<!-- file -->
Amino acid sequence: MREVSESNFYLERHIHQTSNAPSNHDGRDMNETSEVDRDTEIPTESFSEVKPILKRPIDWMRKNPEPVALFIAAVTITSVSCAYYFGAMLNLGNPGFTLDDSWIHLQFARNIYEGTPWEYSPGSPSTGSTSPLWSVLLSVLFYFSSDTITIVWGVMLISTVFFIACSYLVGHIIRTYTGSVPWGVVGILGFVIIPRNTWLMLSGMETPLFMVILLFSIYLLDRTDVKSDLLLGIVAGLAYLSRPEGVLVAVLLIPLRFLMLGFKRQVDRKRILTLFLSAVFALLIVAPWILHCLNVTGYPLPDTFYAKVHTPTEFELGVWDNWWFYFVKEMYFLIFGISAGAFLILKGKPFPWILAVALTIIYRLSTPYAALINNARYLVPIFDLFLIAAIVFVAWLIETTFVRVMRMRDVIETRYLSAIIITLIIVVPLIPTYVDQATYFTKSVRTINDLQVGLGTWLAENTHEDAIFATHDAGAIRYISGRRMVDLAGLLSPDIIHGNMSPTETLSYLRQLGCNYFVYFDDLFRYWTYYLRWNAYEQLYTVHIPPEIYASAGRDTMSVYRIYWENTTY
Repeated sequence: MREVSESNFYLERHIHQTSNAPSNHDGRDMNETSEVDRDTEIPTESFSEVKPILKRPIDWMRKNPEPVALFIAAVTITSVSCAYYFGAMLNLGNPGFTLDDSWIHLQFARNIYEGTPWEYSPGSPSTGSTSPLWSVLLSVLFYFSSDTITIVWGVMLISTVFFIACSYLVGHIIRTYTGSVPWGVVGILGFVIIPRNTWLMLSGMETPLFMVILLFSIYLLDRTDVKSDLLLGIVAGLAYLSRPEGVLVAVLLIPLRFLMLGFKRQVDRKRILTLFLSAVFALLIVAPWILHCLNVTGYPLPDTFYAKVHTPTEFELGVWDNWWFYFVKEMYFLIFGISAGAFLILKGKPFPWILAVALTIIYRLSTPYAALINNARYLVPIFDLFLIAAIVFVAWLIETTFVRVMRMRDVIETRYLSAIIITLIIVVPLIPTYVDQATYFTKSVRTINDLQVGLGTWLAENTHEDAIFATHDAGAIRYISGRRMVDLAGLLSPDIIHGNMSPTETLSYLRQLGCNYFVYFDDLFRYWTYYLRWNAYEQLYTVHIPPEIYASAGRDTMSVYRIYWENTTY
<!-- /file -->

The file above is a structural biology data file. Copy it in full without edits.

Amino acid sequence: MREVSESNFYLERHIHQTSNAPSNHDGRDMNETSEVDRDTEIPTESFSEVKPILKRPIDWMRKNPEPVALFIAAVTITSVSCAYYFGAMLNLGNPGFTLDDSWIHLQFARNIYEGTPWEYSPGSPSTGSTSPLWSVLLSVLFYFSSDTITIVWGVMLISTVFFIACSYLVGHIIRTYTGSVPWGVVGILGFVIIPRNTWLMLSGMETPLFMVILLFSIYLLDRTDVKSDLLLGIVAGLAYLSRPEGVLVAVLLIPLRFLMLGFKRQVDRKRILTLFLSAVFALLIVAPWILHCLNVTGYPLPDTFYAKVHTPTEFELGVWDNWWFYFVKEMYFLIFGISAGAFLILKGKPFPWILAVALTIIYRLSTPYAALINNARYLVPIFDLFLIAAIVFVAWLIETTFVRVMRMRDVIETRYLSAIIITLIIVVPLIPTYVDQATYFTKSVRTINDLQVGLGTWLAENTHEDAIFATHDAGAIRYISGRRMVDLAGLLSPDIIHGNMSPTETLSYLRQLGCNYFVYFDDLFRYWTYYLRWNAYEQLYTVHIPPEIYASAGRDTMSVYRIYWENTTY
Repeated sequence: MREVSESNFYLERHIHQTSNAPSNHDGRDMNETSEVDRDTEIPTESFSEVKPILKRPIDWMRKNPEPVALFIAAVTITSVSCAYYFGAMLNLGNPGFTLDDSWIHLQFARNIYEGTPWEYSPGSPSTGSTSPLWSVLLSVLFYFSSDTITIVWGVMLISTVFFIACSYLVGHIIRTYTGSVPWGVVGILGFVIIPRNTWLMLSGMETPLFMVILLFSIYLLDRTDVKSDLLLGIVAGLAYLSRPEGVLVAVLLIPLRFLMLGFKRQVDRKRILTLFLSAVFALLIVAPWILHCLNVTGYPLPDTFYAKVHTPTEFELGVWDNWWFYFVKEMYFLIFGISAGAFLILKGKPFPWILAVALTIIYRLSTPYAALINNARYLVPIFDLFLIAAIVFVAWLIETTFVRVMRMRDVIETRYLSAIIITLIIVVPLIPTYVDQATYFTKSVRTINDLQVGLGTWLAENTHEDAIFATHDAGAIRYISGRRMVDLAGLLSPDIIHGNMSPTETLSYLRQLGCNYFVYFDDLFRYWTYYLRWNAYEQLYTVHIPPEIYASAGRDTMSVYRIYWENTTY